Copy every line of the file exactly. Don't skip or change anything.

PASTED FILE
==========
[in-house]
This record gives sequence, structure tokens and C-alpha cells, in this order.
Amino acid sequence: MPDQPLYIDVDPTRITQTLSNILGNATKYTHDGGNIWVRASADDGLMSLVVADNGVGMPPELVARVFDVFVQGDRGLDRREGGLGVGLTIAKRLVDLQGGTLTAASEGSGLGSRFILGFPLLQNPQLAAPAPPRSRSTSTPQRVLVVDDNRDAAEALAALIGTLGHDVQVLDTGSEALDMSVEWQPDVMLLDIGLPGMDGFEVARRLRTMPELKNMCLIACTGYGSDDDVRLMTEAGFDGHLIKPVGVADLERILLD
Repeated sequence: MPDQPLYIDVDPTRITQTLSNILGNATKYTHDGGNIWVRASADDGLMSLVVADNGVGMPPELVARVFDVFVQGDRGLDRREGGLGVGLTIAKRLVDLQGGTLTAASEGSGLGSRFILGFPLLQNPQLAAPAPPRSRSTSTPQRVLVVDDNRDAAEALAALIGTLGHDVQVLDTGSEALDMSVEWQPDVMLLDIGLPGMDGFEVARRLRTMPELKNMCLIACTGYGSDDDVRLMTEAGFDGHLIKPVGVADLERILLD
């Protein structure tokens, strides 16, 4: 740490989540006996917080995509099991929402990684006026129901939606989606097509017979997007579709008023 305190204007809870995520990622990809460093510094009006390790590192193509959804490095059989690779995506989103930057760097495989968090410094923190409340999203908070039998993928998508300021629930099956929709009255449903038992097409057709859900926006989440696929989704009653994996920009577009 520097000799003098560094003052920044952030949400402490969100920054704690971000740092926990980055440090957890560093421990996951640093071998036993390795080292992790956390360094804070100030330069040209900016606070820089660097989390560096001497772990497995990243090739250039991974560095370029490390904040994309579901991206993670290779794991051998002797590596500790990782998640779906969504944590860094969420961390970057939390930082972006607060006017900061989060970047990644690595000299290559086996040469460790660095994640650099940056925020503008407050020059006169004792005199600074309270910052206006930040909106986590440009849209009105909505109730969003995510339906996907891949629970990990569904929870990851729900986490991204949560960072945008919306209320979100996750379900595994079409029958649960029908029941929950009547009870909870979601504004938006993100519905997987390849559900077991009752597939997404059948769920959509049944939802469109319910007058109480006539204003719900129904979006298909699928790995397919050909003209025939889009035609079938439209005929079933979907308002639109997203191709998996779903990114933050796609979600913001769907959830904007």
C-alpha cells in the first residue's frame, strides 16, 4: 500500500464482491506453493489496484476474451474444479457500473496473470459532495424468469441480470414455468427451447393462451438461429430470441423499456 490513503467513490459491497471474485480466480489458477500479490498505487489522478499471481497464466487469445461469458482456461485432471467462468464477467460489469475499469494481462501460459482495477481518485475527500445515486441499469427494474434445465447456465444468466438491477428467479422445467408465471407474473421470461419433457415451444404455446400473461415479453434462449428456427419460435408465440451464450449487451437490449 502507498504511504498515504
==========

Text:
[in-house]
This record gives sequence, structure tokens and C-alpha cells, in this order.
Amino acid sequence: MPDQPLYIDVDPTRITQTLSNILGNATKYTHDGGNIWVRASADDGLMSLVVADNGVGMPPELVARVFDVFVQGDRGLDRREGGLGVGLTIAKRLVDLQGGTLTAASEGSGLGSRFILGFPLLQNPQLAAPAPPRSRSTSTPQRVLVVDDNRDAAEALAALIGTLGHDVQVLDTGSEALDMSVEWQPDVMLLDIGLPGMDGFEVARRLRTMPELKNMCLIACTGYGSDDDVRLMTEAGFDGHLIKPVGVADLERILLD
Repeated sequence: MPDQPLYIDVDPTRITQTLSNILGNATKYTHDGGNIWVRASADDGLMSLVVADNGVGMPPELVARVFDVFVQGDRGLDRREGGLGVGLTIAKRLVDLQGGTLTAASEGSGLGSRFILGFPLLQNPQLAAPAPPRSRSTSTPQRVLVVDDNRDAAEALAALIGTLGHDVQVLDTGSEALDMSVEWQPDVMLLDIGLPGMDGFEVARRLRTMPELKNMCLIACTGYGSDDDVRLMTEAGFDGHLIKPVGVADLERILLD
């Protein structure tokens, strides 16, 4: 740490989540006996917080995509099991929402990684006026129901939606989606097509017979997007579709008023 305190204007809870995520990622990809460093510094009006390790590192193509959804490095059989690779995506989103930057760097495989968090410094923190409340999203908070039998993928998508300021629930099956929709009255449903038992097409057709859900926006989440696929989704009653994996920009577009 520097000799003098560094003052920044952030949400402490969100920054704690971000740092926990980055440090957890560093421990996951640093071998036993390795080292992790956390360094804070100030330069040209900016606070820089660097989390560096001497772990497995990243090739250039991974560095370029490390904040994309579901991206993670290779794991051998002797590596500790990782998640779906969504944590860094969420961390970057939390930082972006607060006017900061989060970047990644690595000299290559086996040469460790660095994640650099940056925020503008407050020059006169004792005199600074309270910052206006930040909106986590440009849209009105909505109730969003995510339906996907891949629970990990569904929870990851729900986490991204949560960072945008919306209320979100996750379900595994079409029958649960029908029941929950009547009870909870979601504004938006993100519905997987390849559900077991009752597939997404059948769920959509049944939802469109319910007058109480006539204003719900129904979006298909699928790995397919050909003209025939889009035609079938439209005929079933979907308002639109997203191709998996779903990114933050796609979600913001769907959830904007």
C-alpha cells in the first residue's frame, strides 16, 4: 500500500464482491506453493489496484476474451474444479457500473496473470459532495424468469441480470414455468427451447393462451438461429430470441423499456 490513503467513490459491497471474485480466480489458477500479490498505487489522478499471481497464466487469445461469458482456461485432471467462468464477467460489469475499469494481462501460459482495477481518485475527500445515486441499469427494474434445465447456465444468466438491477428467479422445467408465471407474473421470461419433457415451444404455446400473461415479453434462449428456427419460435408465440451464450449487451437490449 502507498504511504498515504